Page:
OSHA Issues Interim Enforcement Response Plan for COVID-19

April 14, 2020 Advisory

Today, the Occupational Safety and Health Administration (OSHA) issued its Interim Enforcement Response Plan for COVID-19, which instructs OSHA field personnel in the proper investigation of COVID-19-related complaints, referrals, and employer-reported hospitalizations and fatalities. The guidance clearly signals that OSHA’s intent is to avoid having to conduct on-site COVID-19-related inspections of worksites, and that it wishes to reserve such on-site inspections for the health care and emergency response industries.

The guidance directs compliance safety and health officers (CSHOs) to focus enforcement efforts on “high and very high exposure risk jobs,” which are generally in the health care field and present heightened risk of employee exposure to COVID-19. OSHA indicates that on-site inspections should rarely be conducted for lower-risk worksites, and only sparingly for high or very high risk worksites.

The guidance recommends that in most cases, complaints, even formal complaints, from lower risk worksites be handled as “non-formal phone/fax.” Phone/fax is a long-standing means of addressing employee complaints in which OSHA faxes or emails a letter to the employer and gives the employer an opportunity to respond to the complaint by letter. If the response is satisfactory, OSHA closes its file unless the employee offers additional information after the response is received. The guidance includes form letters for OSHA Area Offices to use in their investigations. 

When on-site inspections are warranted, which will normally be reserved for high or very high risk worksites, CSHOs are directed to conduct the inspections with the following guidelines in mind:

  1. Conduct investigation and inspection remotely whenever possible before attempting a walk-around inspection (e.g., via phone or online). For example, CSHOs should review documents electronically to determine if the employer has a written pandemic plan as recommended by the Centers for Disease Control and Prevention (CDC); review hazard assessment, personal protective equipment (PPE) and respiratory protection policies and protocols; review medical records relevant to employee exposure (if relevant); and review training records relating to COVID-19 exposure prevention.
  2. Assess efforts made by the employer to obtain and provide appropriate and adequate supplies of PPE (recognizing that such supplies are limited).
  3. Determine if the employer has a procedure for placing, isolating, transferring or “cohorting” confirmed and suspected COVID-19 patients.
  4. Assess and document whether the employer has implemented the recommended “hierarchy of controls” for worker protection (i.e., engineering controls, administrative controls, work practices and PPE).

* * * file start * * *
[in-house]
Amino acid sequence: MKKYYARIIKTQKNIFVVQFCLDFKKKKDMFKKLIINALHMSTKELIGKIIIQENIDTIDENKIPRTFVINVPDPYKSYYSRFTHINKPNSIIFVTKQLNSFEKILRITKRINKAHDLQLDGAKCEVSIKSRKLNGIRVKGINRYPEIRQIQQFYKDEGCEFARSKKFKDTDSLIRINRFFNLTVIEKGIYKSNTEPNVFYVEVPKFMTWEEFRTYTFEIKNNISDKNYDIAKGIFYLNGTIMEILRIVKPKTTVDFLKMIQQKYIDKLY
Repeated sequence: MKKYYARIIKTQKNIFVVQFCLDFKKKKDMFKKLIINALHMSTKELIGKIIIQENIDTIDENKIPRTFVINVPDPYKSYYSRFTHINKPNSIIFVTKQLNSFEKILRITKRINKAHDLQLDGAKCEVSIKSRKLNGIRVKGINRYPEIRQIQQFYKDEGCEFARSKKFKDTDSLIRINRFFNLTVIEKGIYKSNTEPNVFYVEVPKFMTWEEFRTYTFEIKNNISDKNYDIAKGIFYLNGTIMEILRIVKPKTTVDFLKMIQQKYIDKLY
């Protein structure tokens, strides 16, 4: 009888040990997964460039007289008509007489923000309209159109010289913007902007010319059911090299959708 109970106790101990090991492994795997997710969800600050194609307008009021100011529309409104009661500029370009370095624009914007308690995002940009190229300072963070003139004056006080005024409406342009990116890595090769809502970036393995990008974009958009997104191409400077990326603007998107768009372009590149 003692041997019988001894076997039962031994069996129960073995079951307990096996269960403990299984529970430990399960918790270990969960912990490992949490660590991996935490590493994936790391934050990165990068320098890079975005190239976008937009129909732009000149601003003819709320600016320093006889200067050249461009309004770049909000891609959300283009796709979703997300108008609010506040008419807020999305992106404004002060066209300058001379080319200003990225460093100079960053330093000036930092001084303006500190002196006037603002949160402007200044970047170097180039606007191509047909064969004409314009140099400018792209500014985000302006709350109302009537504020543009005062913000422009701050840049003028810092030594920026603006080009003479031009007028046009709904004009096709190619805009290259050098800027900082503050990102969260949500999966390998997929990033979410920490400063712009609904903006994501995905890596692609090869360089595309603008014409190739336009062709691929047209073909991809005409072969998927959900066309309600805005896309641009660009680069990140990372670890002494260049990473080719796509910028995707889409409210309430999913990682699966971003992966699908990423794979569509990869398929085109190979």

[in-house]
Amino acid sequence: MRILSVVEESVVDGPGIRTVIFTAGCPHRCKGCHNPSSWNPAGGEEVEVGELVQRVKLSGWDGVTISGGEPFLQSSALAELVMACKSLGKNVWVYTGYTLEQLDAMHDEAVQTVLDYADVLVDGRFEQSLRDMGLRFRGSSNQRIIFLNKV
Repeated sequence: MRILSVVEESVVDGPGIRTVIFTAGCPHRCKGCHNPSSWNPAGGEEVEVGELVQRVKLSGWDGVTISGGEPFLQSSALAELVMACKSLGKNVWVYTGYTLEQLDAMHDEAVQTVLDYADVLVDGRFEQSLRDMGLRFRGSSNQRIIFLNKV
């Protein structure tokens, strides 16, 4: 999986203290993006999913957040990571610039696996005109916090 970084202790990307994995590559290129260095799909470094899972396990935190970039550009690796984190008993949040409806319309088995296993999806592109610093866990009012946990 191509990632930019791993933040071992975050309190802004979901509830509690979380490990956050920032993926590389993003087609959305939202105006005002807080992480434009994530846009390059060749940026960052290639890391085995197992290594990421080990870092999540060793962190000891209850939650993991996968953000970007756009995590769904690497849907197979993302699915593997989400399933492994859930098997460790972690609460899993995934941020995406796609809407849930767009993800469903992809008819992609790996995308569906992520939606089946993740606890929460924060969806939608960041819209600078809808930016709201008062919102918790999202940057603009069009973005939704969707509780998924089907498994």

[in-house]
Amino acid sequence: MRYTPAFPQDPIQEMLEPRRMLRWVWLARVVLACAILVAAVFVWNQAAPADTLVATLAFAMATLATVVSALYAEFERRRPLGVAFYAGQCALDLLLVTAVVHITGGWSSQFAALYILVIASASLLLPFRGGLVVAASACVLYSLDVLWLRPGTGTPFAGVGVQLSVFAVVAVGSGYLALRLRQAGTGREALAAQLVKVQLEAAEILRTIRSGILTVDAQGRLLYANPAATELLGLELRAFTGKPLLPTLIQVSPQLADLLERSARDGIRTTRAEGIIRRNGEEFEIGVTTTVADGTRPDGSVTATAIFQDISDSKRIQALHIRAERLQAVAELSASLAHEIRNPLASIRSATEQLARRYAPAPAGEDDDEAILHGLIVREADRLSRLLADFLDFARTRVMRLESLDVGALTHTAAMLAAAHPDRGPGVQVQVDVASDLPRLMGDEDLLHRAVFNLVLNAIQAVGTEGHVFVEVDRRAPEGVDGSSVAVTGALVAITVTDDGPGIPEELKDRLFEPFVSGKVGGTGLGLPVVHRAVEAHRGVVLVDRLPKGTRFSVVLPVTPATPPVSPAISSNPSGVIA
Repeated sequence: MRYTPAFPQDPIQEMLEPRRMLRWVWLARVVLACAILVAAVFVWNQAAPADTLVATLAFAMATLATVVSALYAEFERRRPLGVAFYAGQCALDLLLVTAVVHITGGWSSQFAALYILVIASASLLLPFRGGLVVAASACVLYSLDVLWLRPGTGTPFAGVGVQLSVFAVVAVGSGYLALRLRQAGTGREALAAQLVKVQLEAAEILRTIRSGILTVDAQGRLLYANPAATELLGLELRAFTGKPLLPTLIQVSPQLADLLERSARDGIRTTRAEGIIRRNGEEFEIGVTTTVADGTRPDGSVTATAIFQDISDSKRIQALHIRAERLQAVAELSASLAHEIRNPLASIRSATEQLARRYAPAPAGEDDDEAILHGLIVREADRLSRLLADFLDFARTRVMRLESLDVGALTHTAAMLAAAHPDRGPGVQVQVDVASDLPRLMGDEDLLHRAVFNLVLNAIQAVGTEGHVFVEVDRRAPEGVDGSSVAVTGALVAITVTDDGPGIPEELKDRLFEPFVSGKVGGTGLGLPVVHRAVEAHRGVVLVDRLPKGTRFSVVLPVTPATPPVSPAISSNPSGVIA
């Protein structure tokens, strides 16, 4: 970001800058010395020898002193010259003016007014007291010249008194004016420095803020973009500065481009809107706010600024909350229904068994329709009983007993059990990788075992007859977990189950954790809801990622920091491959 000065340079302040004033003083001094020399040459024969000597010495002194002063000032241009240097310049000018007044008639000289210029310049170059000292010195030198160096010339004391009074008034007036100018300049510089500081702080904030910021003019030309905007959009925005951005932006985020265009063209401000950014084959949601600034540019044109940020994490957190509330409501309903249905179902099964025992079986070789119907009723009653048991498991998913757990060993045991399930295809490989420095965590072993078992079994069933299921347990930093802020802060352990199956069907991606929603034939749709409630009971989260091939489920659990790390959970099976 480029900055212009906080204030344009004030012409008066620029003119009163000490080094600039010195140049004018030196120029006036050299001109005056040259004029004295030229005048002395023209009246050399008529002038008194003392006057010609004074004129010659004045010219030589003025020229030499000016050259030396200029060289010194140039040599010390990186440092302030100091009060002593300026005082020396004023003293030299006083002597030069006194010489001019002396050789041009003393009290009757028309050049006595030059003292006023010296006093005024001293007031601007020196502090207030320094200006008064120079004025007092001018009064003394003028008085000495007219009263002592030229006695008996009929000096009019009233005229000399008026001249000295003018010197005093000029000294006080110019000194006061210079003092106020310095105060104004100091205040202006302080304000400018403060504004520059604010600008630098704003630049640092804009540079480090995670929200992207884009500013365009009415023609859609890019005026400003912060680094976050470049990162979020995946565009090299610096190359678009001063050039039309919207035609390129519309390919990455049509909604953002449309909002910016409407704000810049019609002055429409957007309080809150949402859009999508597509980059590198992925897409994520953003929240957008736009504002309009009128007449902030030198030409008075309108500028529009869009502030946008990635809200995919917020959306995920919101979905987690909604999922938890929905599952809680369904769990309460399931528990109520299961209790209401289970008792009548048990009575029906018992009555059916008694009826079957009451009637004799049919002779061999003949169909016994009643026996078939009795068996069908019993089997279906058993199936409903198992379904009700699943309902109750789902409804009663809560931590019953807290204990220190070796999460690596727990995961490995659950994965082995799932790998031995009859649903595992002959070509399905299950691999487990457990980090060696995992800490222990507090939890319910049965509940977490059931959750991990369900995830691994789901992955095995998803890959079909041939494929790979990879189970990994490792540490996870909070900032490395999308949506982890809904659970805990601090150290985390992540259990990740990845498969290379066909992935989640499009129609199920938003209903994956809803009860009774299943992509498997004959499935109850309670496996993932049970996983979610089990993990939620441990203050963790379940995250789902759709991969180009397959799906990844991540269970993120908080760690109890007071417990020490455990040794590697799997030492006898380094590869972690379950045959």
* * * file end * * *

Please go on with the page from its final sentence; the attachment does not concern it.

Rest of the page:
5. Consult current CDC guidance to evaluate the sufficiency of an employer’s protective measures for workers.

OSHA indicates that the most applicable standards include: Recording and Reporting, PPE, Eye/Face Protection, Respiratory Protection, Sanitation, Accident Prevention Signs/Tags, Access to Employee Exposure/Medical Records and the General Duty Clause. However, OSHA states that if there is no “clear evidence” that an employee was exposed to COVID-19 at work, then a General Duty Clause citation is not appropriate. The directive states that citations issued for COVID-19-related violations will typically be classified as “serious.”

The guidance states that most cases of employer-reported fatalities and hospitalizations will be handled using OSHA’s Rapid Response Investigation tool, which is a questionnaire that OSHA has used for several years. On April 10, OSHA issued guidance applicable to the recording of COVID-19 cases on the employer’s OSHA 300 log, but did not address the requirement to report work-related hospitalizations or fatalities to OSHA. The April 10 guidance recognized the difficulty of determining whether COVID-19 is work-related for recording purposes, and informed employers that it did not intend to enforce recording requirements with respect to COVID-19 cases, except in health care and similar industries, and where there is clear, objective evidence of work-relatedness. Because the same difficult work-relatedness determination is required for both recording and reporting, employers should not assume that all COVID-19 hospitalizations or deaths of employees are reportable, and should analyze those cases carefully.   

Additionally, OSHA’s fatality and hospitalization regulations require reporting of a fatality in which the death occurs within 30 days of the “work-related incident,” or in which the hospitalization occurs within 24 hours of the “work-related incident.” 29 CFR §1904.39(b)(6). It would seem that the “work-related incident” refers to point of transmission of the virus to the employee who then becomes ill, although the reporting requirement is not specific to COVID-19. Since the virus can have an extended latency period, it seems unlikely that a person’s symptoms would advance to a stage in which the person needs to be hospitalized within just 24 hours of contact with an infected person, or even within 24 hours of manifestation of symptoms. 

The guidance reminds OSHA inspectors to inform any employee-complainant of OSHA’s whistleblower protections. Employers must ensure they do not to retaliate against any employee for exercising rights protected by the OSH Act, which can include voicing COVID-19 or other safety concerns to a supervisor. 

Armstrong Teasdale attorneys are actively monitoring and providing updates regarding the impact of COVID-19. For additional information, visit Armstrong Teasdale’s COVID-19 Resource Center.

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